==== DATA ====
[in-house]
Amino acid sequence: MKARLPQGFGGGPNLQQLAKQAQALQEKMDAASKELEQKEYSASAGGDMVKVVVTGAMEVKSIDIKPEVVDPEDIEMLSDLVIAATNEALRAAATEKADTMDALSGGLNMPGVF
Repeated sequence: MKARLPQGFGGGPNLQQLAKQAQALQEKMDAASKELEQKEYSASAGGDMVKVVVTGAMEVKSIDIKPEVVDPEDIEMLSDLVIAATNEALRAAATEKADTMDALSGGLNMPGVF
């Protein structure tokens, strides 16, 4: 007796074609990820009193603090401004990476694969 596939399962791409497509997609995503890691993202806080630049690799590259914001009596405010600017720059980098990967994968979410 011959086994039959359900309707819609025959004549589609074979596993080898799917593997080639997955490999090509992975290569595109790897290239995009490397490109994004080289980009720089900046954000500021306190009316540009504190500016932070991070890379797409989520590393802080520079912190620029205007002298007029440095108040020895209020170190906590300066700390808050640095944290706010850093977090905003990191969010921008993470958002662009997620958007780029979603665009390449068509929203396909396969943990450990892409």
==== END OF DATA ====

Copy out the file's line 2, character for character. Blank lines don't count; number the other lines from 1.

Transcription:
Amino acid sequence: MKARLPQGFGGGPNLQQLAKQAQALQEKMDAASKELEQKEYSASAGGDMVKVVVTGAMEVKSIDIKPEVVDPEDIEMLSDLVIAATNEALRAAATEKADTMDALSGGLNMPGVF